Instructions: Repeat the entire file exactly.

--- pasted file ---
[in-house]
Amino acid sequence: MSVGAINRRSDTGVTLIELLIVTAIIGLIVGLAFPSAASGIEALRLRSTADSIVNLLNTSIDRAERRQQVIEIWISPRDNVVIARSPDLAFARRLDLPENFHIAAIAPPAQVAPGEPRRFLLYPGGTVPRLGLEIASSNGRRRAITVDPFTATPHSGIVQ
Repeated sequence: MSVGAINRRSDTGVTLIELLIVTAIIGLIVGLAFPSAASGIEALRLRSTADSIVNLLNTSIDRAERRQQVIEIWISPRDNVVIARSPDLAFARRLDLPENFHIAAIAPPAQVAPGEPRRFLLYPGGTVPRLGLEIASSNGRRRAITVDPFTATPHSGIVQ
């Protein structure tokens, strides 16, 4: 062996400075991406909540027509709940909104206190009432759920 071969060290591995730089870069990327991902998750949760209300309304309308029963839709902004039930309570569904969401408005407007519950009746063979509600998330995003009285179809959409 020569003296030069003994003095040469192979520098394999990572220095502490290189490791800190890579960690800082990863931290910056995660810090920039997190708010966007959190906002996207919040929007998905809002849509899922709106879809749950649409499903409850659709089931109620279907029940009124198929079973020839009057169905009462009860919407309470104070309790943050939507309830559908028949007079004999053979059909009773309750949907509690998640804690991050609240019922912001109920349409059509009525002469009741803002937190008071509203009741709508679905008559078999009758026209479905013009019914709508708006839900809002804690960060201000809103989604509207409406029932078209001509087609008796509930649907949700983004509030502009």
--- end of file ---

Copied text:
[in-house]
Amino acid sequence: MSVGAINRRSDTGVTLIELLIVTAIIGLIVGLAFPSAASGIEALRLRSTADSIVNLLNTSIDRAERRQQVIEIWISPRDNVVIARSPDLAFARRLDLPENFHIAAIAPPAQVAPGEPRRFLLYPGGTVPRLGLEIASSNGRRRAITVDPFTATPHSGIVQ
Repeated sequence: MSVGAINRRSDTGVTLIELLIVTAIIGLIVGLAFPSAASGIEALRLRSTADSIVNLLNTSIDRAERRQQVIEIWISPRDNVVIARSPDLAFARRLDLPENFHIAAIAPPAQVAPGEPRRFLLYPGGTVPRLGLEIASSNGRRRAITVDPFTATPHSGIVQ
């Protein structure tokens, strides 16, 4: 062996400075991406909540027509709940909104206190009432759920 071969060290591995730089870069990327991902998750949760209300309304309308029963839709902004039930309570569904969401408005407007519950009746063979509600998330995003009285179809959409 020569003296030069003994003095040469192979520098394999990572220095502490290189490791800190890579960690800082990863931290910056995660810090920039997190708010966007959190906002996207919040929007998905809002849509899922709106879809749950649409499903409850659709089931109620279907029940009124198929079973020839009057169905009462009860919407309470104070309790943050939507309830559908028949007079004999053979059909009773309750949907509690998640804690991050609240019922912001109920349409059509009525002469009741803002937190008071509203009741709508679905008559078999009758026209479905013009019914709508708006839900809002804690960060201000809103989604509207409406029932078209001509087609008796509930649907949700983004509030502009």